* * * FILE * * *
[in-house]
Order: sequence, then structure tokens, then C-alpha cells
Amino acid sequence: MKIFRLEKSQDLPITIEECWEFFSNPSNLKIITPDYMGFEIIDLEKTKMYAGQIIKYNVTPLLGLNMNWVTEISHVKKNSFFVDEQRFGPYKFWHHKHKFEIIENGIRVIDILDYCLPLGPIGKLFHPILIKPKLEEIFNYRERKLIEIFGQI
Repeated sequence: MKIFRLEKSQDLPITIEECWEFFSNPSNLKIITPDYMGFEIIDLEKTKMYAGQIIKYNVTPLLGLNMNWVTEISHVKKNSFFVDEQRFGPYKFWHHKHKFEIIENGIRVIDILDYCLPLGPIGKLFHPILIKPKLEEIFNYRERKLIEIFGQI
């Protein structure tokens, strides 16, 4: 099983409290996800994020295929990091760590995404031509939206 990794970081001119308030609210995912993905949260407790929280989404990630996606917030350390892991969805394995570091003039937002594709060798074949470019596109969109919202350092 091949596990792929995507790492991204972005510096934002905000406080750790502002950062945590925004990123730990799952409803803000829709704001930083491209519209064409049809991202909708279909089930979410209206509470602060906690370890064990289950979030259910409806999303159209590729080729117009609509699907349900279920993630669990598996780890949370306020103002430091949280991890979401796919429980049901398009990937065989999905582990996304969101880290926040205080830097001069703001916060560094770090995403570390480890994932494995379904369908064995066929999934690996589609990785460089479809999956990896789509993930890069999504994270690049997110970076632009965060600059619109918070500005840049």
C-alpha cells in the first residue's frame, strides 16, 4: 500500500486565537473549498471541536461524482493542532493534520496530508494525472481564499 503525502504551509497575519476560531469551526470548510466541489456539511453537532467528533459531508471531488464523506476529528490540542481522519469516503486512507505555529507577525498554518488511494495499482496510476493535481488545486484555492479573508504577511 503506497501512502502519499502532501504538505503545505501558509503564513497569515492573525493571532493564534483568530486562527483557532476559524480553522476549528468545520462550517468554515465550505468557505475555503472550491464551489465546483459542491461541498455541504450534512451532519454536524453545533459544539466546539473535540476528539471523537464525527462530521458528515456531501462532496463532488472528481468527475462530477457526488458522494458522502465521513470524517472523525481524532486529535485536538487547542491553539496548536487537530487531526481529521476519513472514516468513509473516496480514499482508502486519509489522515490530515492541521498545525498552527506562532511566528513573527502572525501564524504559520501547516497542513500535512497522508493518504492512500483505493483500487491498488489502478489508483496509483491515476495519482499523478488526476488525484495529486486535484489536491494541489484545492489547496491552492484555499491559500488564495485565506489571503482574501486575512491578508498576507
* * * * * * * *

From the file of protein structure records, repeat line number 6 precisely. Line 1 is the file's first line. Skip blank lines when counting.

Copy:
C-alpha cells in the first residue's frame, strides 16, 4: 500500500486565537473549498471541536461524482493542532493534520496530508494525472481564499 503525502504551509497575519476560531469551526470548510466541489456539511453537532467528533459531508471531488464523506476529528490540542481522519469516503486512507505555529507577525498554518488511494495499482496510476493535481488545486484555492479573508504577511 503506497501512502502519499502532501504538505503545505501558509503564513497569515492573525493571532493564534483568530486562527483557532476559524480553522476549528468545520462550517468554515465550505468557505475555503472550491464551489465546483459542491461541498455541504450534512451532519454536524453545533459544539466546539473535540476528539471523537464525527462530521458528515456531501462532496463532488472528481468527475462530477457526488458522494458522502465521513470524517472523525481524532486529535485536538487547542491553539496548536487537530487531526481529521476519513472514516468513509473516496480514499482508502486519509489522515490530515492541521498545525498552527506562532511566528513573527502572525501564524504559520501547516497542513500535512497522508493518504492512500483505493483500487491498488489502478489508483496509483491515476495519482499523478488526476488525484495529486486535484489536491494541489484545492489547496491552492484555499491559500488564495485565506489571503482574501486575512491578508498576507